Today I will share three ideas with you how teenagers (uhhm… or maybe all of us!?) can learn about periods in a fun way. The three games are perfect for using the new time gained during the Corona-Quarantine to learn more about menstruation. With colouring books, board games or memory, the general mindset and period knowledge are quickly improved. By playing, it naturally becomes something very normal and we are more relaxed when talking about it. The general acceptance of periods increases as well. No more being ashamed or embarrased when talking and learning about our body. It is important that education is fun and includes activities that we enjoy doing. Emotional as well as practical information must be combined with scientific facts in a meaningful way. And we should always ask ourselves: How do we actually talk about menstruation with other people (especially the younger generation)?

The Period Game (board game)

‚The Period Game’ is a board game about menstruation. It is designed to change the way menstrual knowledge is taught in schools. Learning about menstruation has never been so easy and lively. It is an innovative idea to educate especially young people and to counteract period shame. The game guides us entertainingly and easily through different topics such as puberty, menstrual cycle, periods or PMS. All participants learn what happens in their (own) body. The game aims to turn a typically unpleasant situation into a fun and positive learning experience. It is impossible to not say words like menstruation or tampon  during the 30 minutes of the game. These words naturally slide over into the language we actively use and will be positively perceived (with the fun of playing). The goal of the game is to become a period expert. That is the only way to win.

Who’s behind the game?

Daniela Gilsanz and Ryan Murphy met at the Rhode Island School of Design in the US, where both studied industrial design. The idea for the game was born during a joint project at the university. Now they want to revolutionize the sex education in schools with ‘The Period Game’. They have also won the Red Dot Design Award.

Language: English

Website // Campaign on Kickstarter

Pussy Pairs (memory)

‘Pussy Pairs’ or also ‘Mumury’, is a memory game with vulva pictures. The memory is intended to raise awareness of vulva diversity and to celebrate the diversity of all people. It is both an artistic and slightly provocative icebreaker. It can be a visual aid in the context of sex education. But honestly, it helps all people to finally see real vulvas. The game challenges us and makes us think, because the prejudices against the (female*) sex organ are deeply rooted in us. Pussy Pairs wants to overcome not only prejudices but also feelings of shame and fear of touching the vulva. Instead, sexual autonomy and more self-love is being encouraged by showing pictures of real vulvas. The Memory also invites an open dialogue about aesthetic ideas and also doubts about our vulva. The aim is to find as many pairs of matching vulvas as possible.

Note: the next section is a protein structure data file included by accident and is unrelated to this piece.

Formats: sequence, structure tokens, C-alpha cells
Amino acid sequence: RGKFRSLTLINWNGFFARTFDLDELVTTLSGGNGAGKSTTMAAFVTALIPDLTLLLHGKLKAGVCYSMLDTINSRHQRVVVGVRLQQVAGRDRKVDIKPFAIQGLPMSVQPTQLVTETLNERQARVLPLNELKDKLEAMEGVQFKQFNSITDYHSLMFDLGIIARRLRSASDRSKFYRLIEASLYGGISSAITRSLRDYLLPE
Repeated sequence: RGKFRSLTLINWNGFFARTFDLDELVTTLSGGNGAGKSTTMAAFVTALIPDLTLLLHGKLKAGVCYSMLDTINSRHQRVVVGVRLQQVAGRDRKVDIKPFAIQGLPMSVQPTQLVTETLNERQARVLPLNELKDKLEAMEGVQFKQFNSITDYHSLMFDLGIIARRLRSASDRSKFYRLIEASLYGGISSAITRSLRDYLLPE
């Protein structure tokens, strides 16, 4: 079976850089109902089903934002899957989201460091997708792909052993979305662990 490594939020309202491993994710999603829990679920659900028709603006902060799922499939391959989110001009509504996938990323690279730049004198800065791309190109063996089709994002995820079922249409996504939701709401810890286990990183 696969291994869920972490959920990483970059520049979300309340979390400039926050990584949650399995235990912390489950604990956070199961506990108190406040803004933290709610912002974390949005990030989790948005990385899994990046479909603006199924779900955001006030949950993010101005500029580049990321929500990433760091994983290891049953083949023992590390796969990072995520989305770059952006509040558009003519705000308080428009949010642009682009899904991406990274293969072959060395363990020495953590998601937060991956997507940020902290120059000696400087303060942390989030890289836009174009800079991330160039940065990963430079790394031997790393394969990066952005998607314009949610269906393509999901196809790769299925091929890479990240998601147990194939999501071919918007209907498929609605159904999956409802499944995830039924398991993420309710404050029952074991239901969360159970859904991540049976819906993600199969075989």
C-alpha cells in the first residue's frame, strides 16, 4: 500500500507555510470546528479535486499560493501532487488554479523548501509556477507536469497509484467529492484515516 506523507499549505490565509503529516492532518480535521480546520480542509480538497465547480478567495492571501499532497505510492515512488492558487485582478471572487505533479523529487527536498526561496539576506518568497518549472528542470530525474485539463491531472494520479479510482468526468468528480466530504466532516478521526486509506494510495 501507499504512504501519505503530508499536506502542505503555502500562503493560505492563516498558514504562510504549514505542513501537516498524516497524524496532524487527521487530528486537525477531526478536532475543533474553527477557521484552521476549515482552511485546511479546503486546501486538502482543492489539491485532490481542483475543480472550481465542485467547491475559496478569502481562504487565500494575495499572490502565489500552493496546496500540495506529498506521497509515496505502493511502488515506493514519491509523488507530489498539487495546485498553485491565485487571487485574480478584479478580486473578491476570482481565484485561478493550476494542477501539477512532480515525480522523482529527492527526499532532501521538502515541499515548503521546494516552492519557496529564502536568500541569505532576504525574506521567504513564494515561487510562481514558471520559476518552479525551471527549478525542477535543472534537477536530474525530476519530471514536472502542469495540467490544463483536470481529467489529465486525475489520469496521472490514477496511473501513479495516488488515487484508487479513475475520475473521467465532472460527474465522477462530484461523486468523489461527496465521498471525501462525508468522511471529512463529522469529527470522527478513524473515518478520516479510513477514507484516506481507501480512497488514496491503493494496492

Who’s behind the game?

Gloria Dimmel has been producing vulva replicas from clay in Vienna since 2017. By now more than 130 people have participated in her project. Also all 18 vulvas we get to see in the game are imprints of real people. A part of the proceeds will be donated to support the rights of womxn. A particular focus is female* genital mutilation, which affects around 200 million girls* and womxn worldwide every year.

Website // Campaign on Startnext

Maubeschau (colouring book)

‚Maubeschau’ is a lovingly designed menstrual colouring book for people of all ages, which offers different vulva illustrations. Every drawing shows how different and beautiful the vulva can be. It is mainly intended for the moments during menstruation, to connect creatively and artistically with your own cycle. The aim is to develop a positive attitude towards the menstruating body and to experience vulva diversity. Coloring contributes to relaxation and invites us to deal with ourselves more deeply. The book also contains a menstrual calendar, where you can write down your mood and other characteristics during the menstrual cycle.

Who’s behind the coloring book?

Jenz Mau is an artist and writer, among other things. She writes mainly about sexuality and self-love. She is also publicly active as a prosex feminist and is committed to ensuring that all people can live sexually self-determined lives.

Languages: The texts in the book are in German and English

Website // Campaign on Startnext

Why should we learn about menstruation with games?

The idea of educational games is mainly to approach the subject in an respectful and fun way. It is best done in a loving and protected space that invites to ask questions. The active participation in the games encourages a healthy exploration of one’s own body, cycle and menstruation. Because the perception and awareness of one’s own body has a direct influence on how we feel about it. And the basic prerequisite for a natural and self-confident approach to topics such as menstruation or fertility is that (young) people feel comfortable in their own bodies and show appreciation for them.

Who are the games suitable for?

The target group for all three of these games are actually children or teenagers, in order to support sex education at school (or at home). If we learn about menstruation through games, it is often easier for us. They are also nice presents for young people, preferably before their first period. But honestly, I think that the games are suitable for people of all ages. Because the games are not just about classical education or imrproving the knowledge. It is much more about changing one’s perspective and learning an unbiased perspective towards menstruation and sexuality.